Accelerated law degree

June 26, 2008
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Northwestern University School of Law just announced it’s creating a two-year law program in addition to offering the traditional three-year term. The school – which is only the third in the country to offer an accelerated law degree – believes the quicker turnaround in getting a J.D. will help attract more students by appealing to those who want to get a head start on their future career and enormous law school debt. (The school hasn’t decided whether the tuition for the accelerated program will be the same as the traditional three-year program.)

Critics of the two-year track argue that cramming law school into a shorter timeframe will hurt students’ ability to learn how to think critically and explore job opportunities during the summer. One critic even went so far to call it “irresponsible” and said it risked creating inferior lawyers.

Inferior lawyers? I think that’s a stretch. I’ve seen my share of disciplinary actions involving attorneys who got their degrees in three years that may have done some things that could label them as “inferior.”

Accelerated degrees have been around for years – those with a college degree can take courses to become a teacher in two years or less at Indiana University Purdue University – Indianapolis instead of having to go back to school for four more years. Numerous nursing programs offer accelerated degrees to those who already meet prerequisites and there hasn’t been a huge uproar in the medical community or by the general public regarding a nurse who got his or her degree in 18 months as opposed to four years.

Chances are those law students who choose to go the accelerated route know that they will have to spend more time studying and attending class throughout the year than they would if they were going the more traditional route. While having an extra year to prepare for your future profession is ideal, it’s not always necessary and many people are capable of becoming excellent attorneys in just two years.

Click here for Northwestern University’s press release about the change.

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  1. If a class action suit or other manner of retribution is possible, count me in. I have email and voicemail from the man. He colluded with opposing counsel, I am certain. My case was damaged so severely it nearly lost me everything and I am still paying dearly.

  2. There's probably a lot of blame that can be cast around for Indiana Tech's abysmal bar passage rate this last February. The folks who decided that Indiana, a state with roughly 16,000 to 18,000 attorneys, needs a fifth law school need to question the motives that drove their support of this project. Others, who have been "strong supporters" of the law school, should likewise ask themselves why they believe this institution should be supported. Is it because it fills some real need in the state? Or is it, instead, nothing more than a resume builder for those who teach there part-time? And others who make excuses for the students' poor performance, especially those who offer nothing more than conspiracy theories to back up their claims--who are they helping? What evidence do they have to support their posturing? Ultimately, though, like most everything in life, whether one succeeds or fails is entirely within one's own hands. At least one student from Indiana Tech proved this when he/she took and passed the February bar. A second Indiana Tech student proved this when they took the bar in another state and passed. As for the remaining 9 who took the bar and didn't pass (apparently, one of the students successfully appealed his/her original score), it's now up to them (and nobody else) to ensure that they pass on their second attempt. These folks should feel no shame; many currently successful practicing attorneys failed the bar exam on their first try. These same attorneys picked themselves up, dusted themselves off, and got back to the rigorous study needed to ensure they would pass on their second go 'round. This is what the Indiana Tech students who didn't pass the first time need to do. Of course, none of this answers such questions as whether Indiana Tech should be accredited by the ABA, whether the school should keep its doors open, or, most importantly, whether it should have even opened its doors in the first place. Those who promoted the idea of a fifth law school in Indiana need to do a lot of soul-searching regarding their decisions. These same people should never be allowed, again, to have a say about the future of legal education in this state or anywhere else. Indiana already has four law schools. That's probably one more than it really needs. But it's more than enough.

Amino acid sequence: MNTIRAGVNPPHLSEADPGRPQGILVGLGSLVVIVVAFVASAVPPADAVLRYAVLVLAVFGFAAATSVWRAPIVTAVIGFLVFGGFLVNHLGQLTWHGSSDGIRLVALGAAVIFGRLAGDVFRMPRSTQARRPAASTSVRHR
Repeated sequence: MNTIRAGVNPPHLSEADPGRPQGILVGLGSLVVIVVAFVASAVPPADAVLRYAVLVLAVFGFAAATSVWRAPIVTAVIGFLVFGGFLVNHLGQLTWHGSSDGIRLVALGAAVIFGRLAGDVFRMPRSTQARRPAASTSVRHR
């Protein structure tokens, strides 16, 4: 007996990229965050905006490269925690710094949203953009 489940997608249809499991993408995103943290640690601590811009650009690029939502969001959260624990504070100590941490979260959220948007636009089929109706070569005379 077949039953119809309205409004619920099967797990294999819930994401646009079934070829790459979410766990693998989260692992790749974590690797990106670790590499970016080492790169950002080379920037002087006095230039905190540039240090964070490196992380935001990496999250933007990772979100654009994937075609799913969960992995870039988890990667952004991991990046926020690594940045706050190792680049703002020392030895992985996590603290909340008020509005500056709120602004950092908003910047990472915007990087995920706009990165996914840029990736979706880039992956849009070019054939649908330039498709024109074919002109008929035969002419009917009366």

3. This man Steve Hubbard goes on any online post or forum he can find and tries to push his company. He said court reporters would be obsolete a few years ago, yet here we are. How does he have time to search out every single post about court reporters and even spy in private court reporting forums if his company is so successful???? Dude, get a life. And back to what this post was about, I agree that some national firms cause a huge problem.

  4. rensselaer imdiana is doing same thing to children from the judge to attorney and dfs staff they need to be investigated as well

  5. Sex offenders are victims twice, once when they are molested as kids, and again when they repeat the behavior, you never see money spent on helping them do you. That's why this circle continues